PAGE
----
It may also reduce intubation rate in acute respiratory failure.[18] It reduces the reintubation rate in patients who are at high risk for postoperative pulmonary complications or have ongoing acute respiratory failure.[19] Prophylactic application is ineffective in low-risk patients, but in high-risk patient even few hours of application [20] reduces reintubation rate. Preemptive BiPAP application was applied in three patients in our study, and not only it improved oxygenation but also it prevented reintubation. BiPAP also has a role in reducing intubation rate in acute and chronic congestive heart failure(CHF) patients.[21]

BiPAP has a failure rate of 10%–55%, and the main reason is pneumonia and older age group.[22] There are various definitions of failure. For study purpose, we considered reintubation within 4days of application as BiPAP failure and 18% patients needed reintubation in this study. Five patients in our study also had pneumonia for which BiPAP was applied. Only two patients required reintubation on day 2 of application, which showed some success, but larger studies are needed to conclude in these patients. It may be suggested not to use BiPAP in this patient population due to higher failure rate, and conventional endotracheal intubation must be preferred.[23] Age of the patients seems to have no effect on failure rate in this study.

There was a statistically significant improvement in PaO2 within 15min of application. It was more effective in 93% of patients in whom PaO2 was lower than 60mmHg(14/15). BiPAP improves oxygenation more rapidly than continuous positive airway pressure in cardiogenic pulmonary edema patients.[3]

It usually increases SaO2 without significant changes in PaCO2[24] in normal patients. But in patients with hypercapnia, its role is different. In our study, BiPAP application significantly reduces PaCO2 in 21(63%) patients. BiPAP seems to be more efficient in patients with hypercapnia as we have seen in our study that most of the patients(11 of 14) whose PaCO2 was higher than 45mmHg showed reduction in PaCO2 within 15min of BiPAP application. Our results are similar to other studies carried out earlier, which also showed a significant effect of BiPAP only in patients with hypercapnia.[6],[25] Mehta etal. showed improvement in PaCO2 after BiPAP application, but it increases acute myocardial infarctionrate(71%).[26] Tobias [5] also demonstrated reduction in respiratory rate and PaCO2 in postoperative patients. Those patients were in impending respiratory failure, and application of BiPAP improved oxygenation and CO2 levels and avoided reintubation.

We took PaO2:FiO2 ratio of<200 as an inclusion criteria, and BiPAP application did improve the ratio significantly. The average value of ratio before and after application was 107 versus 115. This increase in ratio reached more than 200 only in five(15.1%) patients. The reason may be that most of our patients(n=29) had less than 150 ratio before BiPAP application. One of the study also used this ratio for indication [10] and the ratio increased significantly within 3min. Park etal.[6] also showed improvement in the ratio within 10min of application and required more than 30min to reach 200 level but those were pulmonary edema patients.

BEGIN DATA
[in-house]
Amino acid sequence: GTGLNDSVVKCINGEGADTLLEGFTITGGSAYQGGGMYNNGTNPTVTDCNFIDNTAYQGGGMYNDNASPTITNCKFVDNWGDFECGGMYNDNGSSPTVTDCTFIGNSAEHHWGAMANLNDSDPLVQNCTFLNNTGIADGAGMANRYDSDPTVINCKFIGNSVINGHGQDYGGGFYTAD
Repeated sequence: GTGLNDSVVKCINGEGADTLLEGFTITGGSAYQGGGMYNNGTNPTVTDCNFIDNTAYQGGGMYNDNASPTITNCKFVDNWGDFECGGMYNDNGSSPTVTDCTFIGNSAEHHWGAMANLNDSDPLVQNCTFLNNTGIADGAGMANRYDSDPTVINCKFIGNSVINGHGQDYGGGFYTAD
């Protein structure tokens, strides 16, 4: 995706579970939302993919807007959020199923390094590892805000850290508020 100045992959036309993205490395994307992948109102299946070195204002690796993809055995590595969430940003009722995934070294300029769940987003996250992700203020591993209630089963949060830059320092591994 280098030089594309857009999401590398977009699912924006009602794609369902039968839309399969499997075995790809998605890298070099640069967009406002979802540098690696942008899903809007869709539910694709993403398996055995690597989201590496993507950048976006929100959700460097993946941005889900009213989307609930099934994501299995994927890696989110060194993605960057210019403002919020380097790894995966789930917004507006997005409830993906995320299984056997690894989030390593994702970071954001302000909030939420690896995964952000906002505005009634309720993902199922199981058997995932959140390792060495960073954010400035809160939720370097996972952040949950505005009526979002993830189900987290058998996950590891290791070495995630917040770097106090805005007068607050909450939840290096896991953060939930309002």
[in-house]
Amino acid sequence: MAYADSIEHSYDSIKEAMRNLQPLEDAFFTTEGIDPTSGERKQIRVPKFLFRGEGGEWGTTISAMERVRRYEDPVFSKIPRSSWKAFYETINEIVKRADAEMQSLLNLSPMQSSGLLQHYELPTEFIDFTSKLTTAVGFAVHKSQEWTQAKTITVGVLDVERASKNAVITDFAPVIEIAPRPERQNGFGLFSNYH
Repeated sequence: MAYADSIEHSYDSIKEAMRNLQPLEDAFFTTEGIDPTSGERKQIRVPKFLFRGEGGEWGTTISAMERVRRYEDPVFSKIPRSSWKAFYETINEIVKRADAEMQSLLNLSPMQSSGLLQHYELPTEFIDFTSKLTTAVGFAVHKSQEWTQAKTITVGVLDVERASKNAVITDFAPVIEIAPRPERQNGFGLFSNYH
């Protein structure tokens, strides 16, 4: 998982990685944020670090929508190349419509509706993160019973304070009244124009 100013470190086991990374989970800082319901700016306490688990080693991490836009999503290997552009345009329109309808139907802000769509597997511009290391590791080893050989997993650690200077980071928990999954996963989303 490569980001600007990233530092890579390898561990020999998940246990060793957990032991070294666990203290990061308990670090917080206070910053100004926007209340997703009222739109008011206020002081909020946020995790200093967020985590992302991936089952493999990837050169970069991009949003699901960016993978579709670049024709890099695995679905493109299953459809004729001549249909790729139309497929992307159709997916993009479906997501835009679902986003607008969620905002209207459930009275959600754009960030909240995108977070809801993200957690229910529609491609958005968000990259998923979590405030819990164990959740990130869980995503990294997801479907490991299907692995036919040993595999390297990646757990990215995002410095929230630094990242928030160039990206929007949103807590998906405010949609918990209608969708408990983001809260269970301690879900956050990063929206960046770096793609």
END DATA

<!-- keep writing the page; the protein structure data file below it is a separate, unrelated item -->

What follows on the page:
Hemodynamic effects are varied according to the disease state and also on the IPAP and EPAP settings and the type of mask(nasal vs. face). In normal patients, it may decrease CO, while in chronic heart failure patients it may improve CO by reducing SVR [27] and preload. Cardiac function improved in distended heart but not in normal functioning heart. No significant hemodynamic changes were seen after BiPAP application during the initial 15min. It may be inferred that it needed more time for hemodynamic improvement or it may be more effective in pulmonary edema cases as studies have shown a reduction in HR and SVR after BiPAP application in pulmonary edema patients. BiPAP reduces sympathetic activity,[28] preload, and afterload leading to enhanced ventricular function. Mean arterial pressure(MAP), CVP, and PA diastolic pressures slightly increase probably due to an increase in intrathoracic pressure exerted by BiPAP.[29] Insignificant reduction in HR and PA systolic pressure was seen in our patients. Decrease in HR occurs due to parasympathetic stimulation by stretched receptors in lungs. This is in contrast to a previous study in post-cardiac surgery patients by Kilic etal. which showed a slight increase in HR at 1 h along with a decrease in MAP. These values remain insignificant even after 12 h of BiPAP application. Cardiac surgery patients are usually in various stages of hemodynamic status; some may be hypovolemic or hypervolumic, while others may still be recovering from the effect of cardioplegia. In addition, hemodynamics are also affected by postoperative cardiac index, pain, BiPAP settings, and patient's cooperation. Significant HR reduction was seen in two previous studies, but those were with patients CHF and the improvement was seen after 30min.[26],[30] This change in HR in patients with pulmonary edema was significant within 10min of application in a study by Marcelo etal.